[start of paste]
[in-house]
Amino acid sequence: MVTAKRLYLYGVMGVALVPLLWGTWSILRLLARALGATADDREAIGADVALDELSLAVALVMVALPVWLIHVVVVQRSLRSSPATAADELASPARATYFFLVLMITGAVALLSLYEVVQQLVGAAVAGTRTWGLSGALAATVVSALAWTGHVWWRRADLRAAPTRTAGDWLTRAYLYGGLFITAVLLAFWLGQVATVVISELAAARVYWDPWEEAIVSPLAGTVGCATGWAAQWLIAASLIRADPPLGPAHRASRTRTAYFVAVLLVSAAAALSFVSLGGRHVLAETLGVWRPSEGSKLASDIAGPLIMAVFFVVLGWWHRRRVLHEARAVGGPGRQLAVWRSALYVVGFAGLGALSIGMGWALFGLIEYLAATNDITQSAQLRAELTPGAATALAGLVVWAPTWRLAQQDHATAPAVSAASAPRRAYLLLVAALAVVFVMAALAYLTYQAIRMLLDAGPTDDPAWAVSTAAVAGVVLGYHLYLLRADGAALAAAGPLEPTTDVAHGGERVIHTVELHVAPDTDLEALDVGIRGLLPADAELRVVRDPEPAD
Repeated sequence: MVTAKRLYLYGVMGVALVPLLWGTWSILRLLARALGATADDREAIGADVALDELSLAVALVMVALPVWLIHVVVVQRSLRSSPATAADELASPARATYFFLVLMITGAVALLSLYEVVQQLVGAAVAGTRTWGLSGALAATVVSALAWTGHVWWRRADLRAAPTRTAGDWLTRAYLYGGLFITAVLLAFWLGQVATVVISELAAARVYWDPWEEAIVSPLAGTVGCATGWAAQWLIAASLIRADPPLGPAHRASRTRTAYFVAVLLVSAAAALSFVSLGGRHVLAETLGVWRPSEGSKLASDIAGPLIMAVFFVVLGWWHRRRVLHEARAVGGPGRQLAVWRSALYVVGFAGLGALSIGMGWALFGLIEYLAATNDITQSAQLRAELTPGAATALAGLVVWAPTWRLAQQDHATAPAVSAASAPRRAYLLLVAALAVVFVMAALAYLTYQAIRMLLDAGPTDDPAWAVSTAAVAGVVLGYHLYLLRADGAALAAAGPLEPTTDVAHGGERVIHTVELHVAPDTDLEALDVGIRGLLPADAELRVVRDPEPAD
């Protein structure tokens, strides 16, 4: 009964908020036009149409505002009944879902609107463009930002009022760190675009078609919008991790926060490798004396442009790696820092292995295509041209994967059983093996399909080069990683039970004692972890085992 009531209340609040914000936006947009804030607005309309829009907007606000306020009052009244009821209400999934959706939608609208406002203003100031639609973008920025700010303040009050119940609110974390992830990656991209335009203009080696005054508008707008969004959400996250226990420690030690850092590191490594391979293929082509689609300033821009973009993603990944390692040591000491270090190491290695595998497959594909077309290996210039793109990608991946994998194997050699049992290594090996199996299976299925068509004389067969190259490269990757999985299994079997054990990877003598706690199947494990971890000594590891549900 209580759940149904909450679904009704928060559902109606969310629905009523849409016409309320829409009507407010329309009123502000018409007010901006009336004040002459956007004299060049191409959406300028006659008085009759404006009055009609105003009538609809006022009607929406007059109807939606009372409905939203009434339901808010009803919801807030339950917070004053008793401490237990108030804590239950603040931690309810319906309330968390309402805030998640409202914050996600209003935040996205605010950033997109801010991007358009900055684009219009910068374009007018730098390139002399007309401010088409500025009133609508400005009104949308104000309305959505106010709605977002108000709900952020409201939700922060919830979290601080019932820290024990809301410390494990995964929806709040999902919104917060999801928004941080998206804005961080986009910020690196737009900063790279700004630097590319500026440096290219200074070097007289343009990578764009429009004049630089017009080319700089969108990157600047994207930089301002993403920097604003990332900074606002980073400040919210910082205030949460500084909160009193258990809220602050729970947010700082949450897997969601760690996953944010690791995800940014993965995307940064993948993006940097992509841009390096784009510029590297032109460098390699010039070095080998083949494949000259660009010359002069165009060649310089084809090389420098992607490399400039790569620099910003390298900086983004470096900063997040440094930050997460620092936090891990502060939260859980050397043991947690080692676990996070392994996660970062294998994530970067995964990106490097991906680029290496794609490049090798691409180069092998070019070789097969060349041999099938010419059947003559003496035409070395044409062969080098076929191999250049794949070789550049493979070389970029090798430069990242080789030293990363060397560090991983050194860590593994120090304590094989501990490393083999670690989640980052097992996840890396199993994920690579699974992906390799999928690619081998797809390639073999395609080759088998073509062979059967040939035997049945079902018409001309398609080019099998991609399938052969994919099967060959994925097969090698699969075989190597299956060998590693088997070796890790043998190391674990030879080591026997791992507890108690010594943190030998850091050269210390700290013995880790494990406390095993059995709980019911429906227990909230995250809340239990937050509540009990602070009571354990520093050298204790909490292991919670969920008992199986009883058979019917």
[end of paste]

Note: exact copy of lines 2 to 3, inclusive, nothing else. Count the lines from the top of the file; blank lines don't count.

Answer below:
Amino acid sequence: MVTAKRLYLYGVMGVALVPLLWGTWSILRLLARALGATADDREAIGADVALDELSLAVALVMVALPVWLIHVVVVQRSLRSSPATAADELASPARATYFFLVLMITGAVALLSLYEVVQQLVGAAVAGTRTWGLSGALAATVVSALAWTGHVWWRRADLRAAPTRTAGDWLTRAYLYGGLFITAVLLAFWLGQVATVVISELAAARVYWDPWEEAIVSPLAGTVGCATGWAAQWLIAASLIRADPPLGPAHRASRTRTAYFVAVLLVSAAAALSFVSLGGRHVLAETLGVWRPSEGSKLASDIAGPLIMAVFFVVLGWWHRRRVLHEARAVGGPGRQLAVWRSALYVVGFAGLGALSIGMGWALFGLIEYLAATNDITQSAQLRAELTPGAATALAGLVVWAPTWRLAQQDHATAPAVSAASAPRRAYLLLVAALAVVFVMAALAYLTYQAIRMLLDAGPTDDPAWAVSTAAVAGVVLGYHLYLLRADGAALAAAGPLEPTTDVAHGGERVIHTVELHVAPDTDLEALDVGIRGLLPADAELRVVRDPEPAD
Repeated sequence: MVTAKRLYLYGVMGVALVPLLWGTWSILRLLARALGATADDREAIGADVALDELSLAVALVMVALPVWLIHVVVVQRSLRSSPATAADELASPARATYFFLVLMITGAVALLSLYEVVQQLVGAAVAGTRTWGLSGALAATVVSALAWTGHVWWRRADLRAAPTRTAGDWLTRAYLYGGLFITAVLLAFWLGQVATVVISELAAARVYWDPWEEAIVSPLAGTVGCATGWAAQWLIAASLIRADPPLGPAHRASRTRTAYFVAVLLVSAAAALSFVSLGGRHVLAETLGVWRPSEGSKLASDIAGPLIMAVFFVVLGWWHRRRVLHEARAVGGPGRQLAVWRSALYVVGFAGLGALSIGMGWALFGLIEYLAATNDITQSAQLRAELTPGAATALAGLVVWAPTWRLAQQDHATAPAVSAASAPRRAYLLLVAALAVVFVMAALAYLTYQAIRMLLDAGPTDDPAWAVSTAAVAGVVLGYHLYLLRADGAALAAAGPLEPTTDVAHGGERVIHTVELHVAPDTDLEALDVGIRGLLPADAELRVVRDPEPAD